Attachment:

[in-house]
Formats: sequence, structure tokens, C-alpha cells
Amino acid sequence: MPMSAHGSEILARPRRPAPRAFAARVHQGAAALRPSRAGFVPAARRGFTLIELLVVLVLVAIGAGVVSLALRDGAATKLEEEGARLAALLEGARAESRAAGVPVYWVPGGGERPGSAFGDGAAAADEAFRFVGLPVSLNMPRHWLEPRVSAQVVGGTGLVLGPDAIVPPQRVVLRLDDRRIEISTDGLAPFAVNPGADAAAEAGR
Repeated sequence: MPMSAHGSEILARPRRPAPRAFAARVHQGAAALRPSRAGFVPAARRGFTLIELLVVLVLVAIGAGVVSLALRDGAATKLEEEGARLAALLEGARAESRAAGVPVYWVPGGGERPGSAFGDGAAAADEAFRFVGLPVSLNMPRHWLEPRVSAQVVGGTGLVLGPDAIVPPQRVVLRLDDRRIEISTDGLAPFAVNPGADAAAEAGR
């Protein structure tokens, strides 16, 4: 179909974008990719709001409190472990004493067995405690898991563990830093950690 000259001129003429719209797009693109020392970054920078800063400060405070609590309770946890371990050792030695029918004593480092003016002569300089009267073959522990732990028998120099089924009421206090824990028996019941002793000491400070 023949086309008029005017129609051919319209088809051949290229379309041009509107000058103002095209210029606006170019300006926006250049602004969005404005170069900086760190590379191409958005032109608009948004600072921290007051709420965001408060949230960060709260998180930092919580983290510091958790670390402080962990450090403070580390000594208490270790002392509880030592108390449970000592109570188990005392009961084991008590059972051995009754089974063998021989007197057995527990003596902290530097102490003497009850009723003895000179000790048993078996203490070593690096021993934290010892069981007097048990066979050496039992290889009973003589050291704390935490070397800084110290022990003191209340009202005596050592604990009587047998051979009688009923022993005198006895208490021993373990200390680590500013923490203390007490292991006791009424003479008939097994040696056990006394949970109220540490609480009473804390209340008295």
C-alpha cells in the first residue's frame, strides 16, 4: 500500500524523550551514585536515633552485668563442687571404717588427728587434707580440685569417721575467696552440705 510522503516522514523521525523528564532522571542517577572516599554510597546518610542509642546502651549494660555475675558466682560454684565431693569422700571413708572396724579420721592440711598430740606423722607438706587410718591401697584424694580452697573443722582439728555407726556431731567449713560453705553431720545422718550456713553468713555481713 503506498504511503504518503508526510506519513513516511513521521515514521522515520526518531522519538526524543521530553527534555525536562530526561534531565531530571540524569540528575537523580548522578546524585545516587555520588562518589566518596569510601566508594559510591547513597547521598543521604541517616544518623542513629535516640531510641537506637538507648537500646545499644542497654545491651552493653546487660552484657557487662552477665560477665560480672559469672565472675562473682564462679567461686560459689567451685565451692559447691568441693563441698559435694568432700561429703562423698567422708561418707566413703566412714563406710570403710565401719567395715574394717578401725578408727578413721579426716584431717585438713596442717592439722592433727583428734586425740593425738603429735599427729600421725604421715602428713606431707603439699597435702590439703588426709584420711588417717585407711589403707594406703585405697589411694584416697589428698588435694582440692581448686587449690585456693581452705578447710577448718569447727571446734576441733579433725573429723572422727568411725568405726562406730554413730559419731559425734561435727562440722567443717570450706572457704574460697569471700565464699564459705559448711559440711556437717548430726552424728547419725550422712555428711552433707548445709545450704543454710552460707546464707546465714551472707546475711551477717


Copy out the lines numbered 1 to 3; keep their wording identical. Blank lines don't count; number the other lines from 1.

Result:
[in-house]
Formats: sequence, structure tokens, C-alpha cells
Amino acid sequence: MPMSAHGSEILARPRRPAPRAFAARVHQGAAALRPSRAGFVPAARRGFTLIELLVVLVLVAIGAGVVSLALRDGAATKLEEEGARLAALLEGARAESRAAGVPVYWVPGGGERPGSAFGDGAAAADEAFRFVGLPVSLNMPRHWLEPRVSAQVVGGTGLVLGPDAIVPPQRVVLRLDDRRIEISTDGLAPFAVNPGADAAAEAGR